SALT SLOW is a fairly memorable collection from a writer I had not heard of before. So these come as a pleasant surprise:
“Mantis.” A Catholic school girl knows she is different from everybody else, but can’t put a handle on it, until the inevitable school dance comes along and, like the Stephen King story and film, “Carrie,” we come to know what she is REALLY like.
“Cassandra After.” A woman in a single-sex relationship knows the loss of a colleague, a friend, a loved one who returns from the dead, Frankenstein-monster-like, to try to continue the relationship. Is this a story of an inability to let go of past loves, past lives, long after they end? Or is it about the clumsiness and uncertainty of what we strangely confess as love?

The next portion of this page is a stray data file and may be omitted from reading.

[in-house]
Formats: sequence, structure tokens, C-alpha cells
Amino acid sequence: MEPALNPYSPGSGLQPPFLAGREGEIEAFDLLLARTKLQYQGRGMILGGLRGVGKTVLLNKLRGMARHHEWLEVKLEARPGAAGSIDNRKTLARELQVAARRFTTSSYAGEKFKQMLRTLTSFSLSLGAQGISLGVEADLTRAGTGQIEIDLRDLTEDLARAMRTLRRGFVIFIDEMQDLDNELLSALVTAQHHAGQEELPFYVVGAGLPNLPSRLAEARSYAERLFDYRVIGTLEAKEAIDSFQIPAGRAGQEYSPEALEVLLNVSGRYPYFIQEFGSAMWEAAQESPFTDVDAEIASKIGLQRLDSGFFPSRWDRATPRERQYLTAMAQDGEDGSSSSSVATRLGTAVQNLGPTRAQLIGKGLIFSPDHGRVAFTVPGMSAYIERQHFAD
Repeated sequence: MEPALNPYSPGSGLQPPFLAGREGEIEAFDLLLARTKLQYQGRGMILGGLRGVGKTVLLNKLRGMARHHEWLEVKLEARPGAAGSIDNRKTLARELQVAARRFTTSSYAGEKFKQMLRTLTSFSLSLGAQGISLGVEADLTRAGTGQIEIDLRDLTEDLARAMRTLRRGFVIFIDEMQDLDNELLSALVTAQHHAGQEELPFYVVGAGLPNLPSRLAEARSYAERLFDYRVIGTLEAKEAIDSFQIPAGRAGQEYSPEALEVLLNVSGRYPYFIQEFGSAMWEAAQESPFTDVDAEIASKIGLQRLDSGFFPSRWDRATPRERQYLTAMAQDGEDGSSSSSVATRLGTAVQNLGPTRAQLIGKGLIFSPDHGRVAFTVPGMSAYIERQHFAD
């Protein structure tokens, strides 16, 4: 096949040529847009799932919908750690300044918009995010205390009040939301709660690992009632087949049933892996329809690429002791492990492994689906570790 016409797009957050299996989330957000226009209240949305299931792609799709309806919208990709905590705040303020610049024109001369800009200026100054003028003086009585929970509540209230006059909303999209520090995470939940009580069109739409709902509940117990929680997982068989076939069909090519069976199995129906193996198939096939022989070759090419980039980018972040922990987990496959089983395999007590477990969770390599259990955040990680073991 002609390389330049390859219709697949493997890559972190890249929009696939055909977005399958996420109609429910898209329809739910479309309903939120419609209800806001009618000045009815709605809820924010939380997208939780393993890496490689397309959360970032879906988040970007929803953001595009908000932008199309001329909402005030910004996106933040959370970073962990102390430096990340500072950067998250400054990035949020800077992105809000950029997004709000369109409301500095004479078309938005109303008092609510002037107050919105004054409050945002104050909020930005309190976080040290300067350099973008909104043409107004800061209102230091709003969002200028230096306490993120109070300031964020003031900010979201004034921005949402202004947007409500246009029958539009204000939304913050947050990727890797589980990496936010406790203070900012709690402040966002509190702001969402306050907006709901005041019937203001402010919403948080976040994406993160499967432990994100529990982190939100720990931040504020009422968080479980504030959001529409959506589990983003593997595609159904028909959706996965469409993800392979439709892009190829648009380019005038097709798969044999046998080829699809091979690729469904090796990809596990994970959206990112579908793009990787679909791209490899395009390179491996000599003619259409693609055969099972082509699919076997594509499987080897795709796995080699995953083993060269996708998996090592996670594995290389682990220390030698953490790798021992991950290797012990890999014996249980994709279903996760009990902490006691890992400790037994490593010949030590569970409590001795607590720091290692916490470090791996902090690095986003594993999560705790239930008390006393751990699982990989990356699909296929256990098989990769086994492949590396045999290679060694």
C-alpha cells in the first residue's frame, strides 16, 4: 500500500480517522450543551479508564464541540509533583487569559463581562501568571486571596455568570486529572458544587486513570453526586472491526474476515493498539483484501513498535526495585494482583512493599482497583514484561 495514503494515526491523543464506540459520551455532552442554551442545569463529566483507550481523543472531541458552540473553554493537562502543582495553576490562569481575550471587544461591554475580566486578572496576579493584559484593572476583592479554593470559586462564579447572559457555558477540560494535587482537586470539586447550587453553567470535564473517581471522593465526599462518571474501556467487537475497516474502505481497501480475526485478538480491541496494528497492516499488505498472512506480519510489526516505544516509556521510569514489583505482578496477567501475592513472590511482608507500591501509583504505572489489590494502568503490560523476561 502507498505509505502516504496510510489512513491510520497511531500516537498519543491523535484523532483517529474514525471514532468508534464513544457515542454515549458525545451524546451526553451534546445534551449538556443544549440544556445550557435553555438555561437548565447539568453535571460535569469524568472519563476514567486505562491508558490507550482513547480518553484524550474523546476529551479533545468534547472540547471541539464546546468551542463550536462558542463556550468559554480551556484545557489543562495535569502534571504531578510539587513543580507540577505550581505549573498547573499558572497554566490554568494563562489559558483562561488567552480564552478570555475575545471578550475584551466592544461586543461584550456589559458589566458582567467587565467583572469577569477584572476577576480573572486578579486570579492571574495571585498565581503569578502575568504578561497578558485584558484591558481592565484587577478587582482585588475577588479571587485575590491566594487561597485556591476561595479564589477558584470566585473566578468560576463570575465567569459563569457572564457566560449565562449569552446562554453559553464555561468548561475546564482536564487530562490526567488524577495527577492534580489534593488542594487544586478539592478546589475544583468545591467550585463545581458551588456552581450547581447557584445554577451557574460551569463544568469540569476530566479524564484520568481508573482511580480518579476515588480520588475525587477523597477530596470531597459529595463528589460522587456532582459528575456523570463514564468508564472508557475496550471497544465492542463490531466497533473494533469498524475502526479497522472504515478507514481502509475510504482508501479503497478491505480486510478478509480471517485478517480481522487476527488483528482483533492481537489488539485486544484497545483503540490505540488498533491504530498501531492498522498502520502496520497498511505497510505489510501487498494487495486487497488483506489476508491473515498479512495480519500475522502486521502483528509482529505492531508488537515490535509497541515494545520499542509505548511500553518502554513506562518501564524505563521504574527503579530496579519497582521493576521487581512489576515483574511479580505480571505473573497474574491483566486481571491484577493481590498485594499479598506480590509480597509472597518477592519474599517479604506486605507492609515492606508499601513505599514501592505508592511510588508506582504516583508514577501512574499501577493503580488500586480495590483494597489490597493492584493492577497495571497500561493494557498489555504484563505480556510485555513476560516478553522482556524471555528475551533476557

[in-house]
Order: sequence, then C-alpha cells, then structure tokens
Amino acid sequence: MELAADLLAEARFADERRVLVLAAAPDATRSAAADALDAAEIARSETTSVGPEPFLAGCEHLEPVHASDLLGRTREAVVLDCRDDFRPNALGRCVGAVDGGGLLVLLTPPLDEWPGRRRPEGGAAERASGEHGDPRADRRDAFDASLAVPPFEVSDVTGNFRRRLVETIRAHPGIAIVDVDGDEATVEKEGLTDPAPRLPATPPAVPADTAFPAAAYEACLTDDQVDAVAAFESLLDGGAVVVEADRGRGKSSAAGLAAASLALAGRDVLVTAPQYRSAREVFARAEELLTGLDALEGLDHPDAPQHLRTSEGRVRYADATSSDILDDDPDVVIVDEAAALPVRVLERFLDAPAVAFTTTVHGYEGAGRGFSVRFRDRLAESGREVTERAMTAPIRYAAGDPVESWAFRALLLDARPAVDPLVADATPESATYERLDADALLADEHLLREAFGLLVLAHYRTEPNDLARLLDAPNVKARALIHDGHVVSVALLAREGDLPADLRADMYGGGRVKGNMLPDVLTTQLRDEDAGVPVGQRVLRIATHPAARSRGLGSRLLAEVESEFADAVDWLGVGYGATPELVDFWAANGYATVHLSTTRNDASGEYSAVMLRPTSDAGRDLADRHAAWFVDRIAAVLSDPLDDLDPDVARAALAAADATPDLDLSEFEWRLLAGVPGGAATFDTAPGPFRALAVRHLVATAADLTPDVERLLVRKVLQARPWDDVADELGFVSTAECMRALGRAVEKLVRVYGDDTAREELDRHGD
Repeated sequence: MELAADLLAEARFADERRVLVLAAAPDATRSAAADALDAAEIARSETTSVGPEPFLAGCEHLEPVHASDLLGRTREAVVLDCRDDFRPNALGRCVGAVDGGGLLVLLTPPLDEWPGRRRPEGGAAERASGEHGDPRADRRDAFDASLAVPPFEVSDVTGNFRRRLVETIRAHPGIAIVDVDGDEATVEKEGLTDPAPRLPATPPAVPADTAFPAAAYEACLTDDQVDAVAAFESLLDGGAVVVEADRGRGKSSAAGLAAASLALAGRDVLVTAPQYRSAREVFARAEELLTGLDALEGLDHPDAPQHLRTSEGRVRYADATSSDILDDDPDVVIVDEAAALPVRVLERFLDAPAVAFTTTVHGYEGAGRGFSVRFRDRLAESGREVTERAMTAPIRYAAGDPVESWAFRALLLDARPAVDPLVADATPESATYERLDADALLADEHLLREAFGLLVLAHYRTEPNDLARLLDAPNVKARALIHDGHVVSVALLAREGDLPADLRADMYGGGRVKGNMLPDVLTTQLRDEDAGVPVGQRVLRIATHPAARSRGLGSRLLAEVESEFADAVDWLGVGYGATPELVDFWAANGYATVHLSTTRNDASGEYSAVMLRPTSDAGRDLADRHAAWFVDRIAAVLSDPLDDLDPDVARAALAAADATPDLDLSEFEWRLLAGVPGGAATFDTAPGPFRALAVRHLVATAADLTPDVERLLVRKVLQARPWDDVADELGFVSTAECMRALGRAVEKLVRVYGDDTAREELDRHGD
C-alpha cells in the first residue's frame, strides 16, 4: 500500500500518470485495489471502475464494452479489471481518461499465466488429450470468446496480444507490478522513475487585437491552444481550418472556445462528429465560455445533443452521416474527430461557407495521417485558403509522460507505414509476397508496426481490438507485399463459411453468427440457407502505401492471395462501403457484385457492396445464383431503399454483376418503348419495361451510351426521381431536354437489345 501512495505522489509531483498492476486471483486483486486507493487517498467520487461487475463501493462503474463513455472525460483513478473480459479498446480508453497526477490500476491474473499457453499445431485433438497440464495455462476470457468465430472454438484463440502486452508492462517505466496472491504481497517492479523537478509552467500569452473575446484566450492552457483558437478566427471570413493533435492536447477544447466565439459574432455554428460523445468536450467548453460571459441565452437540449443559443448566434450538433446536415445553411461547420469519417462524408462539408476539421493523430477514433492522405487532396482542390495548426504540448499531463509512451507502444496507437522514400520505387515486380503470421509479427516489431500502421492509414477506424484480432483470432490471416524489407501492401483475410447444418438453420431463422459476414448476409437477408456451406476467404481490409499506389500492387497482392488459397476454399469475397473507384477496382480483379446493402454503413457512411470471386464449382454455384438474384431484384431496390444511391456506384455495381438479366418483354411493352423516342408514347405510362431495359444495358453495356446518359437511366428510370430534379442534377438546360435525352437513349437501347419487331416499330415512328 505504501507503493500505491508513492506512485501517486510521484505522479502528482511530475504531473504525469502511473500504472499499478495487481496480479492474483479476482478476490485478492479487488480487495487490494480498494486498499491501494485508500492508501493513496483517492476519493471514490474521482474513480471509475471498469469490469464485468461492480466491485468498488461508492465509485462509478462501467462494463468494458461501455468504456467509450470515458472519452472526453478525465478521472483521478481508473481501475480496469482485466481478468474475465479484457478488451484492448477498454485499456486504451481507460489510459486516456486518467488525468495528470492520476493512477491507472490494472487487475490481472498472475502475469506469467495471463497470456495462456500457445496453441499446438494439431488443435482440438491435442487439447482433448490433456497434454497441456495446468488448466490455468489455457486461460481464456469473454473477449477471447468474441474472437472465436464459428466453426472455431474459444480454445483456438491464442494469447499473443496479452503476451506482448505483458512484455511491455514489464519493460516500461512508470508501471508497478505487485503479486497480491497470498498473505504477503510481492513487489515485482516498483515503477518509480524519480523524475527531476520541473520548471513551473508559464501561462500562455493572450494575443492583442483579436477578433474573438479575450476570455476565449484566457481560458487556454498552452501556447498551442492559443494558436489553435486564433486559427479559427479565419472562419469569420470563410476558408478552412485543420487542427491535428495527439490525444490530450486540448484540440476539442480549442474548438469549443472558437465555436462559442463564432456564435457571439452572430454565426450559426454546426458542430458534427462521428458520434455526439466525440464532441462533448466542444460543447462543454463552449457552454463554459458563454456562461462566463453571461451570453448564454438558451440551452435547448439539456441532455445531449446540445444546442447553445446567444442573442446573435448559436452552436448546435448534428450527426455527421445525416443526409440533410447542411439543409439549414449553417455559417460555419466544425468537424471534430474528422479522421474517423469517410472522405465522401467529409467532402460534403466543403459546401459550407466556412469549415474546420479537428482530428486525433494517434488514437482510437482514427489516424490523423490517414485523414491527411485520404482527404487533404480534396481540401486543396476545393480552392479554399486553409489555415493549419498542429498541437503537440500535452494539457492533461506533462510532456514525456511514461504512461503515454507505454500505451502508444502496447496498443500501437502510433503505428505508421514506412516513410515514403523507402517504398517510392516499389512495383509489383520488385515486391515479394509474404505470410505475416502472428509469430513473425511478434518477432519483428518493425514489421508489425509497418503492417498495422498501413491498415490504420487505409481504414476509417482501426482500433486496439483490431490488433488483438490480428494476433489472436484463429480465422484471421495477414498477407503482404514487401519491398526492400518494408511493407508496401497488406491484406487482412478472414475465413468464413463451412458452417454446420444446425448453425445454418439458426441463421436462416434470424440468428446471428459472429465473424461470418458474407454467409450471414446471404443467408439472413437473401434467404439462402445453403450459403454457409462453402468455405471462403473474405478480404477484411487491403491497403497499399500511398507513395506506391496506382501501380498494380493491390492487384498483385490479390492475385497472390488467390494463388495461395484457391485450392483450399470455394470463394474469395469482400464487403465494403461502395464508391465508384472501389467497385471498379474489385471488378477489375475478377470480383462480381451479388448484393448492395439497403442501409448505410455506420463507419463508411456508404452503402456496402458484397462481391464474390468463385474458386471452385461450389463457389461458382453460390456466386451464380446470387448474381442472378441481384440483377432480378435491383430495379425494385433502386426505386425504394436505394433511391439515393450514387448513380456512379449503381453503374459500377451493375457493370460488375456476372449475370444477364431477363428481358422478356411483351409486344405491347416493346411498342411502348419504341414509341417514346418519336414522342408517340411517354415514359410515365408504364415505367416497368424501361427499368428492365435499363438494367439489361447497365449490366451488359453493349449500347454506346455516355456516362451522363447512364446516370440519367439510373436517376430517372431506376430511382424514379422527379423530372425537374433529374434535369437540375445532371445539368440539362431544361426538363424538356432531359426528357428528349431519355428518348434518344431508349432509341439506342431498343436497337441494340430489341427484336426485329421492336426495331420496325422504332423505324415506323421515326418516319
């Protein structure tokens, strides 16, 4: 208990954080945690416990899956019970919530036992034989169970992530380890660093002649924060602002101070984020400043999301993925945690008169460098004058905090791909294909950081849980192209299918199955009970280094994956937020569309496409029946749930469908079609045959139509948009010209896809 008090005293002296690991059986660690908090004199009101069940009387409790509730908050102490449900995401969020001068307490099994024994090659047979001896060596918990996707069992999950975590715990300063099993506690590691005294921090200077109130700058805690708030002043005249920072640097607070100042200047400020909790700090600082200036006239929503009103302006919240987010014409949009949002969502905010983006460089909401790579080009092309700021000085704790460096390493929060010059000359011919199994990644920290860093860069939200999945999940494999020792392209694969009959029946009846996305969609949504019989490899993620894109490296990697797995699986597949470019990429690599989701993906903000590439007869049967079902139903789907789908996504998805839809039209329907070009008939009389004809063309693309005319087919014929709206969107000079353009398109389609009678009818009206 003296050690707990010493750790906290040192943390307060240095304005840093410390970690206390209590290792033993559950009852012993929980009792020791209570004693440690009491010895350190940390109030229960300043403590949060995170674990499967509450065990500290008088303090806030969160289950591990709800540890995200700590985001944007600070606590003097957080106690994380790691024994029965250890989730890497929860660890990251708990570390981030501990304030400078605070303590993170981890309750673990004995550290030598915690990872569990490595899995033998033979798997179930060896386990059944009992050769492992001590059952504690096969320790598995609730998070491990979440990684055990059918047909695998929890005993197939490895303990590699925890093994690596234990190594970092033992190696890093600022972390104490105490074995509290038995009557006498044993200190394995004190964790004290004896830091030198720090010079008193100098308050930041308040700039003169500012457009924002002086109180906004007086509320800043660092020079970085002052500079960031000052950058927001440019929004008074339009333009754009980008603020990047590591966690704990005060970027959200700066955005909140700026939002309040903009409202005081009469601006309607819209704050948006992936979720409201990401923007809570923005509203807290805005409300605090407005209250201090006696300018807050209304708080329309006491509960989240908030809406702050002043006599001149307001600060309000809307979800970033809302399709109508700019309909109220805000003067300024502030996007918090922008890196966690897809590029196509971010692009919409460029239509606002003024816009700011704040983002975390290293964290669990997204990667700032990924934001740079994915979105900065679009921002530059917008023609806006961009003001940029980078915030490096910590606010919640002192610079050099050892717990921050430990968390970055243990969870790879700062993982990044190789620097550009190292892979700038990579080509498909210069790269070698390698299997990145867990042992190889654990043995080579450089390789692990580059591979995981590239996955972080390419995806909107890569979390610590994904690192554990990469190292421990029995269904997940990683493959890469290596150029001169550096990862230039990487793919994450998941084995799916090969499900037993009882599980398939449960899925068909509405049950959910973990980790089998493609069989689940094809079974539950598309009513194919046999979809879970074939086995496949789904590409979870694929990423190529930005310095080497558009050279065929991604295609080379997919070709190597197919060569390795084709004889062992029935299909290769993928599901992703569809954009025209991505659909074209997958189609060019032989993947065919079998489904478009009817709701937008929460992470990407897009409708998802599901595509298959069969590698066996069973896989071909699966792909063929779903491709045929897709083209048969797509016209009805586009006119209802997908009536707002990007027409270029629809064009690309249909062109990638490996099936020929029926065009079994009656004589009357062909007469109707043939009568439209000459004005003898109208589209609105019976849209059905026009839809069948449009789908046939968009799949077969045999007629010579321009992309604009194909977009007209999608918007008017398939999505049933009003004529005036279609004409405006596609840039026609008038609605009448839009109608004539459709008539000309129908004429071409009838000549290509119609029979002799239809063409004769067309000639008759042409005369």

The title story, about lovers who exists in a world in which they could be human, but are mostly of the sea, speaks about the relentless steadiness and staunch predictability of the salt-world in which they are trying to be happy while living in.